U.S. Secretary of State John Kerry and Russian Foreign Minister Sergei Lavrov announced that the two countries had agreed on a ceasefire in Syria that would allow critical humanitarian aid to reach cities and towns most affected by the fighting.
The two nations also agreed on a joint targeting of Islamic extremists who are fighting the regime of President Bashar al-Assad.
This is the second ceasefire agreed to this year. The February agreement fell apart almost immediately and never really took hold.
Russian Foreign Minister Sergei Lavrov said that despite continuing mistrust, the two sides had developed five documents that would revive a failed truce agreed in February and enable military coordination between the U.S. and Russia against militant groups in Syria.
Both sides agreed not to release the documents publicly.
The “most transparent administration in history” strikes again. Read on and the reason for the secrecy becomes obvious: we gave away the store to get Russia onboard.
“The Obama administration, the United States, is going the extra mile here because we believe that Russia, and my colleague (Lavrov), have the ability to press the Assad regime to stop this conflict and to come to the table and make peace,” he said.
Previous efforts to forge agreements to stop the fighting and deliver humanitarian aid to besieged communities in Syria have crumbled within weeks, with the United States accusing Assad’s forces of attacking opposition groups and civilians.
Kerry said the “bedrock” of the new deal was an agreement that the Syrian government would not fly combat missions in an agreed area on the pretext of hunting fighters from the banned Nusra Front, an al-Qaeda affiliate in Syria.
“That should put an end to the barrel bombs, and an end to the indiscriminate bombing, and it has the potential to change the nature of the conflict.”
Under the agreement, Russian-backed government forces and opposition groups, supported by the United States and Gulf States, would halt fighting for a while as a confidence building measure. During this time, opposition fighters will have the chance to separate from militant groups in areas, such as Aleppo, where they have become intermingled.
If the truce holds from Monday, Russia and the United States will begin seven days of preparatory work to set up a “joint implementation center”, where they will share information to delineate territory controlled by Nusra and opposition groups.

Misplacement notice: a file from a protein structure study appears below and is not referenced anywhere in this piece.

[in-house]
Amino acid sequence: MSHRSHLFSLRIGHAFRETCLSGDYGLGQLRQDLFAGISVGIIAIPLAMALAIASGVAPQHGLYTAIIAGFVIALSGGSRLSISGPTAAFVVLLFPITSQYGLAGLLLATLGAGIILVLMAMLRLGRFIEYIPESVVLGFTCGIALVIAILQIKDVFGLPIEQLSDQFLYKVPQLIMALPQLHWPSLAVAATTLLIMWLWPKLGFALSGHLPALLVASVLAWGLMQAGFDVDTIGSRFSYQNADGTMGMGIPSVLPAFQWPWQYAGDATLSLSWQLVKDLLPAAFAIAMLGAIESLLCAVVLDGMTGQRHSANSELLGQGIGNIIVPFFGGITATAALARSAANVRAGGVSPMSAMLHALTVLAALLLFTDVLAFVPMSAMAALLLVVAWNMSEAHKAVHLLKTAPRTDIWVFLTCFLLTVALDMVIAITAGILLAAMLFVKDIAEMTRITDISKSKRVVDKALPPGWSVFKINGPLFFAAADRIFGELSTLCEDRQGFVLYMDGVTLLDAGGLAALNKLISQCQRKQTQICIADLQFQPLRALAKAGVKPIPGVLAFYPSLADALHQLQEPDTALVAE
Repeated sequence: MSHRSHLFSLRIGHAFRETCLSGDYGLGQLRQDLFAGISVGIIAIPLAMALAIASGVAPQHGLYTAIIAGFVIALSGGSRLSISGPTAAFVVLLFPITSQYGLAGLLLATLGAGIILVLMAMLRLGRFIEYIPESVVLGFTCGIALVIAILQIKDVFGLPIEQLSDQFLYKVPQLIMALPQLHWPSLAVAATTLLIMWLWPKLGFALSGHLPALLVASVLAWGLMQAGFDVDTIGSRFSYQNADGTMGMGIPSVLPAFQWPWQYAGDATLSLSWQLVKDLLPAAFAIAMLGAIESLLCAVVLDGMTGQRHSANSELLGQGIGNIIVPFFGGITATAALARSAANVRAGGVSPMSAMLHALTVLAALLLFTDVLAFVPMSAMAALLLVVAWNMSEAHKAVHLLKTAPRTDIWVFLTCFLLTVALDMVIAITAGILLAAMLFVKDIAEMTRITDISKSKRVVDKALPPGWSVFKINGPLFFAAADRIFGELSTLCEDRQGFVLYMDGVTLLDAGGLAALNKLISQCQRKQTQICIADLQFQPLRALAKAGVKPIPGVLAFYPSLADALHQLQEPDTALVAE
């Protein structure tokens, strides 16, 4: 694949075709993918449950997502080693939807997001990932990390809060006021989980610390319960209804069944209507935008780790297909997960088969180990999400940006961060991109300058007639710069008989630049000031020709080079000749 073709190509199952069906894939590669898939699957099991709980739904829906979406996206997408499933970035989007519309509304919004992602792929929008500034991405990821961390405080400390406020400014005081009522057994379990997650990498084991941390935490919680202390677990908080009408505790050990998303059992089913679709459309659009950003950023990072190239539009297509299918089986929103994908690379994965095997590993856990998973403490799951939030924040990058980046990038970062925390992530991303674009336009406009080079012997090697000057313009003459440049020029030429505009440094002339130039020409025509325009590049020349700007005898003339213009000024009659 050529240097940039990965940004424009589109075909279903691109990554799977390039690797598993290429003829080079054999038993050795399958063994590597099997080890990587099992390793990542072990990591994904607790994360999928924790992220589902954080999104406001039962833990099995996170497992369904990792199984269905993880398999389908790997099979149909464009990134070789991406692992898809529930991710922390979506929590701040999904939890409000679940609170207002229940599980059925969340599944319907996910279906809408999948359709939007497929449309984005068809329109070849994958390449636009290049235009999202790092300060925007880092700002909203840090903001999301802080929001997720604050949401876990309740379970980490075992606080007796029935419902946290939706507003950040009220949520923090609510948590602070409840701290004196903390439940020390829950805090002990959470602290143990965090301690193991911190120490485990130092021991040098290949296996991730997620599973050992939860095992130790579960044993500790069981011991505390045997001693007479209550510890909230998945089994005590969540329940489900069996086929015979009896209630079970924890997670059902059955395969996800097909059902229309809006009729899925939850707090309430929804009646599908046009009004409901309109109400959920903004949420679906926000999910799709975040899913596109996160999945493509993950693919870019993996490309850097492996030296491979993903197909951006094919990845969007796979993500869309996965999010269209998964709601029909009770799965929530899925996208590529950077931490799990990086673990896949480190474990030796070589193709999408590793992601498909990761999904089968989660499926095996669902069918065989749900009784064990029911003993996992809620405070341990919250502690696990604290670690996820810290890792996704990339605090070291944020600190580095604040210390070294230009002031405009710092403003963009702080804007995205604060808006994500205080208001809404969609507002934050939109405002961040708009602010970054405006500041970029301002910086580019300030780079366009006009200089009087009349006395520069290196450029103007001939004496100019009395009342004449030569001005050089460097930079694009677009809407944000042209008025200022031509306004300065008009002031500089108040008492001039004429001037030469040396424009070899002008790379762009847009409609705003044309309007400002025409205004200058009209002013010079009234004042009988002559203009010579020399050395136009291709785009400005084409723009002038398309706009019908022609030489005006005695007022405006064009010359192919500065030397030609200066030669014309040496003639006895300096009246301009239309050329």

Both warring sides would pull back from the strategic Castello Road in Aleppo to create a demilitarized zone, while opposition and government groups would both have to provide safe and unhindered access via Ramouseh in the south of the city.
“We must go after these terrorists,” Kerry said. “Not indiscriminately, but in a strategic, precise and judicious manner so they cannot continue to use the regime’s indiscriminate bombing to rally people to their hateful crimes.”
In truth, there is even less incentive for Assad to stop fighting now than in February. He has the rebels by the short hairs in Aleppo and is approaching a significant victory. As for the rebels, Aleppo is symbolically important to their cause and it is doubtful they will separate from the terrorists, which would weaken their defenses.
Beyond that, Kerry’s words are pathetic and naive. Who does he think has been carrying out “indiscriminate” bombing in Aleppo and elsewhere? Russia has bombed civilian neighborhoods and is suspected of targeting hospitals.
And the Pentagon is livid about “cooperation” with Russia against terrorists. Apparently, the agreement calls for us to give Russia the locations of U.S. backed rebels:
Pentagon and U.S. intelligence officials have spoken out against the idea of closer military cooperation with Russia, in particular the sharing of locations of opposition groups that have fought to topple Assad.
U.S. Defense Secretary Ash Carter, who only days ago delivered a forceful speech in England criticizing Russia, has long been skeptical of Moscow’s intentions in Syria.
The Pentagon said in a statement it would carefully monitor the “preliminary understanding” agreed on Friday and cautioned the Assad regime and its backer, Russia, to stick to deal requirements.
Putin will get a lot of credit for trying another ceasefire but does anyone really see him leaning on Assad to pull back?
The deal goes further than a more limited one reached in February, because it places U.S.-Russian military cooperation in the fight against terrorism at the center of the effort to end Syria’s war and secure a political solution.
It does not however address any of the inherent contradictions that have scuttled past efforts to end the fighting, including the question of why President Bashar al-Assad’s government would want to participate in a process that the United States insists is intended to lead to his departure.
It also does not explain why the group identified as the chief target of the proposed U.S. and Russian military cooperation would comply with a cease-fire intended to bring about its destruction. Kerry and Lavrov named as the main intended target of the airstrikes the former al-Qaeda affiliate Jabhat al-Nusra – which has rebranded itself as the Front for the Conquest of Syria – or Jabhat Fatah al Sham.
There is no way to enforce the ceasefire — no troops to act as a buffer between the two sides. The entire enterprise will rise or fall based on the good faith of President Bashar al-Assad.
The civil war in Syria has its own momentum where even two powerful countries like Russia and the U.S. are unable to bring about a cessation of hostilities — even if both nations were equally intent on doing so. With the rebels losing many of the gains they achieved before Russia intervened, Assad and Putin believe they are winning. A ceasefire only gets in the way of victory.